Thursday, February 8, 2007

Meeting Together

Why do we go to church? Why do we go to the church that we have been going to lately? Why do I feel as though there is no benefit from us going, neither for us, nor for anyone else?

We prayed about this today and read from 1 Cor. and Hebrews, seeking wisdom. Our inclination is to search inside ourselves: what do we feel? What seems rational to us? And inevitably the answers we find are from complacency and fear. I believe that we have continued to attend the church we are attending, despite not believing that they are teaching what Scripture says entirely, despite the lack of physical space for or social welcome of babies and toddlers, despite not being fed in any significant way by the Sunday service due to a lack of real spiritual content.

Some insights from our prayers and readings this morning:
It is important for Christians to continue meeting together for encouraging one another to remain unwavering in the faith. We have a living God who came to earth to intercede for us. We no longer have to make regular sacrifices at the temple. Christ has made the one and only necessary sacrifice for us. It is complete. He is our mediator.
And we have access to the Father through Him now. He asks us to approach the throne to ask for things, to praise, to be near to God and walk with Him as He sanctifies us by the Holy Spirit.
None of this says anything about whether or not we should be attending weekly services at our local church or any other specific congregation. It does say that it is not beneficial for us to live as isolated Christians, nor for us to give up prayer or worship.

Then later today we were discussing how badly the typical American congregation is at lovingly welcoming people who don't fit the American ideal, who have disabilities or who are of low economic status. It's understandable for a social institution to have trouble with accepting people who have unique needs and who don't "fit in" socially. However, Christ interceded for all people. The Gospel is for all people.

We feel this exclusiveness of the congregation we are a part of because of our children. They are not accepted in the worship service. They make occasional noise. They are wiggly. Therefore they may not worship with the congregation, unless they suppress these qualities. Unlikely. I spend so much time pacing the hallways outside of the sanctuary so much that there is almost no point in my even going on Sunday morning, even if I wholeheartedly wanted to be in there.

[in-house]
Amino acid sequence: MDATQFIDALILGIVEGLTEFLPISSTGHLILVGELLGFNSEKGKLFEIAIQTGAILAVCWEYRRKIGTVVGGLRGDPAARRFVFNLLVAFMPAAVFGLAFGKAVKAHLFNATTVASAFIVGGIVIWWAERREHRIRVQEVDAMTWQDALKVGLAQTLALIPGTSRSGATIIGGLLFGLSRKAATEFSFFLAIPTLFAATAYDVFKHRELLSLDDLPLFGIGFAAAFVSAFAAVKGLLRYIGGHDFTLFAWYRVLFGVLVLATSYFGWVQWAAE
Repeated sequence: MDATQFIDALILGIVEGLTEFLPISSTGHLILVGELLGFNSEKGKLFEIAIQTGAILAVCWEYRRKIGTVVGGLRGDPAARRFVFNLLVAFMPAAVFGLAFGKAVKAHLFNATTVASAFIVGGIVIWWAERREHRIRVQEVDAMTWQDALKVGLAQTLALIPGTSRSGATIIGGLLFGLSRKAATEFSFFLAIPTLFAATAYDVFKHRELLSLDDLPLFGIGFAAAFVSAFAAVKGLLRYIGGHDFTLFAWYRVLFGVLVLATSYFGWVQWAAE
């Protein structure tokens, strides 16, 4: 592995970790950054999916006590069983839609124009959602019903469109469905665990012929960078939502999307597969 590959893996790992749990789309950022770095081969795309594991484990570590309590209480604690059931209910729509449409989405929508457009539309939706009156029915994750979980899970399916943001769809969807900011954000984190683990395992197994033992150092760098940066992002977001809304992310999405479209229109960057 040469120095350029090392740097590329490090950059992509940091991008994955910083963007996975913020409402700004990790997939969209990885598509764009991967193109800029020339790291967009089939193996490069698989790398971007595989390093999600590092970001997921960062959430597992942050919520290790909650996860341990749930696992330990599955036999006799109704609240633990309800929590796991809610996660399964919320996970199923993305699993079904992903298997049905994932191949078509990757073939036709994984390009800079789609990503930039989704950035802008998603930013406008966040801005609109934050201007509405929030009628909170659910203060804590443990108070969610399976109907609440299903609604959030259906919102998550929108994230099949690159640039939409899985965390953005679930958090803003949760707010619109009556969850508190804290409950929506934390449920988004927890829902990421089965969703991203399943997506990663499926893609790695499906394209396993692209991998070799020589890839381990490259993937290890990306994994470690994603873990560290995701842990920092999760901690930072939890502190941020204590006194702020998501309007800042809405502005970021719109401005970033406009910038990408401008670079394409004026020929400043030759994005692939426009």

I attended daily chapel at Bethesda Lutheran Home for people with mental retardation for a summer. What a memorable experience. It was noisy. It was full of movement. And it was real worship. People prayed, praised, gave thanks, sang hymns and spiritual songs, encouraged one another in the saving faith. There were baptisms and communion. The sermon was direct, plain, illustrated on a screen with large plain pictures, and interpreted in ASL for those who would benefit from it. There were seats with headphones for those who needed help hearing. If anyone didn't want to sit in that room with all of those noisy, moving people, they could sit in the lobby and listen.

How are our congregations actively excluding people who are ready for the Gospel? Are we living in expectation and preparation for the work God is going to be doing in the people around us? Are we going to be ready for them (even if they aren't like us)? Or are they going to make us so uncomfortable that we ignore them or purposefully exclude them? Rather than seeking to bring in more complacent middle class Americans, why not open our arms to people who long to hear of God's grace and mercy? I have had a passion for serving people with developmental disabilities for 10 years now, although I have not done any thing about it for the last five. Perhaps it is time for me to use this passion and serve. Stop waiting to be served by the perfect congregation, sitting and complaining. Move, act, respond. Perhaps in our attempt to serve and actively love, we will find the community we have been seeking.